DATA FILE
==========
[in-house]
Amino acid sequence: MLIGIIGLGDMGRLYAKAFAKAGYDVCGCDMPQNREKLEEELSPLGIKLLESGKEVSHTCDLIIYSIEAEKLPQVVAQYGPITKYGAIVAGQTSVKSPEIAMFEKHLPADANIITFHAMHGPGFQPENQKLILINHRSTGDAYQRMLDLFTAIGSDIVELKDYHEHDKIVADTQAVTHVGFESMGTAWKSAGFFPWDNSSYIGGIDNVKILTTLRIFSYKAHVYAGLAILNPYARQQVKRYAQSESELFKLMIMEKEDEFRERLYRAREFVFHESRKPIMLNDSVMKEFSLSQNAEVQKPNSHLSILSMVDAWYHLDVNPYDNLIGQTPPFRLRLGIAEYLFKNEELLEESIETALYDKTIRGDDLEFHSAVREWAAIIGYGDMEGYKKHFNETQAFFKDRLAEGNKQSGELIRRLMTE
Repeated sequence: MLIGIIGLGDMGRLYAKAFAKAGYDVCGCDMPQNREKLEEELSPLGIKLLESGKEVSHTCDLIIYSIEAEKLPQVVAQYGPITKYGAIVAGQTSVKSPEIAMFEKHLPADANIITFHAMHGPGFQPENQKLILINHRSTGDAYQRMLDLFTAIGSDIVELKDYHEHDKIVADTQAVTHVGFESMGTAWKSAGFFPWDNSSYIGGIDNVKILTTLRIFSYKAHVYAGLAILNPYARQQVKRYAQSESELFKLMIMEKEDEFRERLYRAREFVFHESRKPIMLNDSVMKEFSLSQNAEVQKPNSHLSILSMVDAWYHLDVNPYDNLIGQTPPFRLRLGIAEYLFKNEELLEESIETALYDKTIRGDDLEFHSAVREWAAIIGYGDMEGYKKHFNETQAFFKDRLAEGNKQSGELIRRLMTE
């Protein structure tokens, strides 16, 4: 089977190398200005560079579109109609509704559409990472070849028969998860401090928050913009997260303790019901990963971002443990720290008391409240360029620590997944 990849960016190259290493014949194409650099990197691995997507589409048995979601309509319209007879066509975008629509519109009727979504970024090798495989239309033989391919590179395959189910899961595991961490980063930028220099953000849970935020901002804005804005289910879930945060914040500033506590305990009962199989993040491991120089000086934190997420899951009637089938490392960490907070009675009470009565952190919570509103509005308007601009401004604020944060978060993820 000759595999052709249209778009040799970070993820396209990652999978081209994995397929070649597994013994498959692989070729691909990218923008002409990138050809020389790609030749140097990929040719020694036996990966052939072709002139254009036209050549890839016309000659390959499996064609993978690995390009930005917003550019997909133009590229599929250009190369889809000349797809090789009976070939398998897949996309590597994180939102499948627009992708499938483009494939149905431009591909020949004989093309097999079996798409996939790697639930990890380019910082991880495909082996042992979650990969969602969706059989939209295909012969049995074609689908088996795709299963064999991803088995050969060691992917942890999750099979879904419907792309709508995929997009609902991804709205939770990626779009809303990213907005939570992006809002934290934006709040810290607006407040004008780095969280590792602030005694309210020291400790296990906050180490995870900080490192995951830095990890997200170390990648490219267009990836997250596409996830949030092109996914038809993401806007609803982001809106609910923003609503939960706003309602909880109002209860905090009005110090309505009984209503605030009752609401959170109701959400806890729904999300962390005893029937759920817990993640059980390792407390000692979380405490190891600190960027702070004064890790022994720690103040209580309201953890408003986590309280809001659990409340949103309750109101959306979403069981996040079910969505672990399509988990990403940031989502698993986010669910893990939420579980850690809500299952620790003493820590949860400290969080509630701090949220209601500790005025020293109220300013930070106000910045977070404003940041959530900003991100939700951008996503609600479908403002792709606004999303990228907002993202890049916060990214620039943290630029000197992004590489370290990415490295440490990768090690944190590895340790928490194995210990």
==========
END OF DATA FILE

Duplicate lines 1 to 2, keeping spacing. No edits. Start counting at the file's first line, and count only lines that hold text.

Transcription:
[in-house]
Amino acid sequence: MLIGIIGLGDMGRLYAKAFAKAGYDVCGCDMPQNREKLEEELSPLGIKLLESGKEVSHTCDLIIYSIEAEKLPQVVAQYGPITKYGAIVAGQTSVKSPEIAMFEKHLPADANIITFHAMHGPGFQPENQKLILINHRSTGDAYQRMLDLFTAIGSDIVELKDYHEHDKIVADTQAVTHVGFESMGTAWKSAGFFPWDNSSYIGGIDNVKILTTLRIFSYKAHVYAGLAILNPYARQQVKRYAQSESELFKLMIMEKEDEFRERLYRAREFVFHESRKPIMLNDSVMKEFSLSQNAEVQKPNSHLSILSMVDAWYHLDVNPYDNLIGQTPPFRLRLGIAEYLFKNEELLEESIETALYDKTIRGDDLEFHSAVREWAAIIGYGDMEGYKKHFNETQAFFKDRLAEGNKQSGELIRRLMTE